According to traditional Chinese medicine, Qi flows throughout the body along channels or meridians. 
An acupuncture needle placed in the 4th Large Intestine meridian point (LI4).
An acupuncture needle was placed in the 4th Large Intestine meridian point (LI4).

Modern acupuncture needles come in various lengths and gauges of width.
Modern acupuncture needles come in various lengths and gauges of width.

An acupuncture needle is shown next to a standard syringe and needle used for injecting medication. Compare the hollow needle with its beveled, cutting-edge tip, with the solid shaft of the acupuncture needle, which has a finely tapered tip.
An acupuncture needle is shown next to a standard syringe and needle used for injecting medication. Compare the hollow needle with its beveled, cutting-edge tip, with the solid shaft of the acupuncture needle, which has a finely tapered tip.
Acupuncture needles are so thin that they can fit within the lumen of a standard blood-drawing needle.
Acupuncture needles are so thin that they can fit within the lumen of a standard blood-drawing needle.

Acupuncture Therapy

Headache Treatment


Acupuncture and traditional Chinese medicine (TCM) are another form of alternative medical approaches that one may seek for the management of headache pain. The provider of such therapies may be a lay acupuncturist or a physician (MD, DO) who has had additional training in medical acupuncture. Again, it is important for the individual seeking such care to choose the practitioner with whom they would be most comfortable.

Acupuncture's basis derives from the theory that health is governed by a balance of one's "chi." Chi, as known within this context, is the life force. It is believed that imbalances within this force may lead to disease. Chi balancing is attempted and maintained by the placement of sterile, disposable needles within regions of the body called meridians. The meridians are a complex network of pathways that circulate the chi throughout the body. Meridian theory is a fundamental concept within TCM, and within acupuncture in particular.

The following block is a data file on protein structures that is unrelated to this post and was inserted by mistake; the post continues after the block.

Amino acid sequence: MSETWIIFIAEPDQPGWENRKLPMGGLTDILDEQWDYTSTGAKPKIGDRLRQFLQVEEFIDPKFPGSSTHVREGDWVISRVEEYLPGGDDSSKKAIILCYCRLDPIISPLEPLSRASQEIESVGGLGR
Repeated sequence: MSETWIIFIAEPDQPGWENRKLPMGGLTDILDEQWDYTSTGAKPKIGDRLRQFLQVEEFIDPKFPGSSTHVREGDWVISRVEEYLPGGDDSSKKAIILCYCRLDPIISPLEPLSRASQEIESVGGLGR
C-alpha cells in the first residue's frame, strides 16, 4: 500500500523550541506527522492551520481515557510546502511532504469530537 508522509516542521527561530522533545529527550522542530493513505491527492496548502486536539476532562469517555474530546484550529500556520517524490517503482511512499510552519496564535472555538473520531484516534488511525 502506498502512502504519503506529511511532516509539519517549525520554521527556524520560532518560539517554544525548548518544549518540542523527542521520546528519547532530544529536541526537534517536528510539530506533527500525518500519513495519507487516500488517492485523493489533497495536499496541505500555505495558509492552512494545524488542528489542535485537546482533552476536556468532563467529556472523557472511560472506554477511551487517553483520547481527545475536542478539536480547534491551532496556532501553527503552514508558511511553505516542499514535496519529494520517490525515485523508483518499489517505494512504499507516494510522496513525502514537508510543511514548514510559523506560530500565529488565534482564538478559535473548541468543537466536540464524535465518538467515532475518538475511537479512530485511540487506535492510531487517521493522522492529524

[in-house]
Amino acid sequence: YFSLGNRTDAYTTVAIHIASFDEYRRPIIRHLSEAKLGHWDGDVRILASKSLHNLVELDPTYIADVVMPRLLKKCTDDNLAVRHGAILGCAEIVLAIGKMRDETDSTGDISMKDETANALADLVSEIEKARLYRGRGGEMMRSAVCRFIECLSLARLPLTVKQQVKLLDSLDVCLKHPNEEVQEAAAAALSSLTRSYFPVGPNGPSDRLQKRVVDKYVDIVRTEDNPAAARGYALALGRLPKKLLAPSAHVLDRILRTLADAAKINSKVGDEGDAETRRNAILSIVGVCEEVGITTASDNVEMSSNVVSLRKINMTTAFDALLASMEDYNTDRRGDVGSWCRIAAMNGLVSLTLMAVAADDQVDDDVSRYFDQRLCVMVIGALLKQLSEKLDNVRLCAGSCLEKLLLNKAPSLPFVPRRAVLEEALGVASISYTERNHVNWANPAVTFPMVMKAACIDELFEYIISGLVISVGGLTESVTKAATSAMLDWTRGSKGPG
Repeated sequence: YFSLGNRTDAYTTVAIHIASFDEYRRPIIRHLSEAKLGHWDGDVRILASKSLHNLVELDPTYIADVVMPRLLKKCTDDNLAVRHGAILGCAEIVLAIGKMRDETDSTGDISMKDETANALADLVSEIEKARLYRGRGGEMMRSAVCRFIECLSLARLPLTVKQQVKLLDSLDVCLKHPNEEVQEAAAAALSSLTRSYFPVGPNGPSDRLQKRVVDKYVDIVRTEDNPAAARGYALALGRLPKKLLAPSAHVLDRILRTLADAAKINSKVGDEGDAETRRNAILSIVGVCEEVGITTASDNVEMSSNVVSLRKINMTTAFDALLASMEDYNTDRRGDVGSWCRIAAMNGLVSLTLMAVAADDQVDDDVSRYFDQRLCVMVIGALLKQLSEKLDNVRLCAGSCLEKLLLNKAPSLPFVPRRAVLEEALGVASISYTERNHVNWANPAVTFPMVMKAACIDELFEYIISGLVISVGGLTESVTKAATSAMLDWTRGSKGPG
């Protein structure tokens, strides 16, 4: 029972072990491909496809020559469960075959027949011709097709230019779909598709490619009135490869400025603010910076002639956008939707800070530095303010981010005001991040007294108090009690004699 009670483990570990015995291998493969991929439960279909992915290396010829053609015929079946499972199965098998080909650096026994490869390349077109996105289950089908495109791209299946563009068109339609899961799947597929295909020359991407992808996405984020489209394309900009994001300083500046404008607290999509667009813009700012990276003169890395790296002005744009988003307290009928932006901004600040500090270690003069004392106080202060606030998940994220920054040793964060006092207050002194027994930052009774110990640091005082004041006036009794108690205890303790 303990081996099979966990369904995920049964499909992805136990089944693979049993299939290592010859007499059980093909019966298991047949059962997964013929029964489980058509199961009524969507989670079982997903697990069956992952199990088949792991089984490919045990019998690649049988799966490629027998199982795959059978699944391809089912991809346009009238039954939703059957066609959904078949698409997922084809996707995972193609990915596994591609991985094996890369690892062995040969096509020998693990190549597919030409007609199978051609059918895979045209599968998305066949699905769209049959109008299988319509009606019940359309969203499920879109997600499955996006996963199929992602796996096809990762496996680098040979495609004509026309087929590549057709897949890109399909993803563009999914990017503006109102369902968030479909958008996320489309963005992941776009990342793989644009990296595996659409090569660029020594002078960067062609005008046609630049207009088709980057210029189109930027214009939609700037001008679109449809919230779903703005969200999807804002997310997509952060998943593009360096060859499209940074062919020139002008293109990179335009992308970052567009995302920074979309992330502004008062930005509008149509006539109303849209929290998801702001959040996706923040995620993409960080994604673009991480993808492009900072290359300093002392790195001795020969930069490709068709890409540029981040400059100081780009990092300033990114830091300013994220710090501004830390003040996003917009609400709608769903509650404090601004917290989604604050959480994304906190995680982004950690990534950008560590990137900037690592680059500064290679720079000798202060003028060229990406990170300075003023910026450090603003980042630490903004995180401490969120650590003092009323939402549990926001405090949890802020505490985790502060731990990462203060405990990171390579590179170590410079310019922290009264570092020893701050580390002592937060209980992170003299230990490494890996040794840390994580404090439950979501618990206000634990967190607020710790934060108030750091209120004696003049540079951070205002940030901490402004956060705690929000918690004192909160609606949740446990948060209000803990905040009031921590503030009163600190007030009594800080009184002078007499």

Reviewed on 9/15/2022
Medically reviewed by a Board Certified Family Practice Physician


Eisenberg DM, Davis RB, Ettner SL. Trends in alternative medicine use in the United States, 1990-1997: results of a follow-up national survey. JAMA. Nov 11 1998;280(18):[Medline].
Eisenberg DM, Kaptchuk TJ, Laine C. Complementary and alternative medicine--an Annals series. Ann Intern Med. Aug 7 2001;135(3):[Medline].
Eisenberg DM, Kessler RC, Foster C. Unconventional Medicine in the United States - Prevalence, Costs, and Patterns of Use. NEJM. 1993;328.
Eisenberg DM, Kessler RC, Van Rompay MI. Perceptions about complementary therapies relative to conventional therapies among adults who use both: results from a national survey. Ann Intern Med. Sep 4 2001;135(5):[Medline].
Fugh-Berman A. Alternative Medicine- What Works. American Health Consultants. Baltimore, Md: Williams & Wilkins; 1997.
Helms JH. Acupuncture Energetics. Berkeley, Calif: Theme Medical Publishers; 2007.
Sciammarella J. Acupuncture in patients anticoagulated with warfarin. Medical Acupuncture. 2002;13(2).
Sohn RC. Tao and T'ai Chi Kung. Rochester, Vt: Destiny Books; 1989.
Stux G, Pomeranz B. Basics of Acupuncture. 5th ed. Berlin: Springer-Verlag; 2003.
National Center for Complementary and Alternative Medicine. "About NCCAM." 29 Dec. 2007.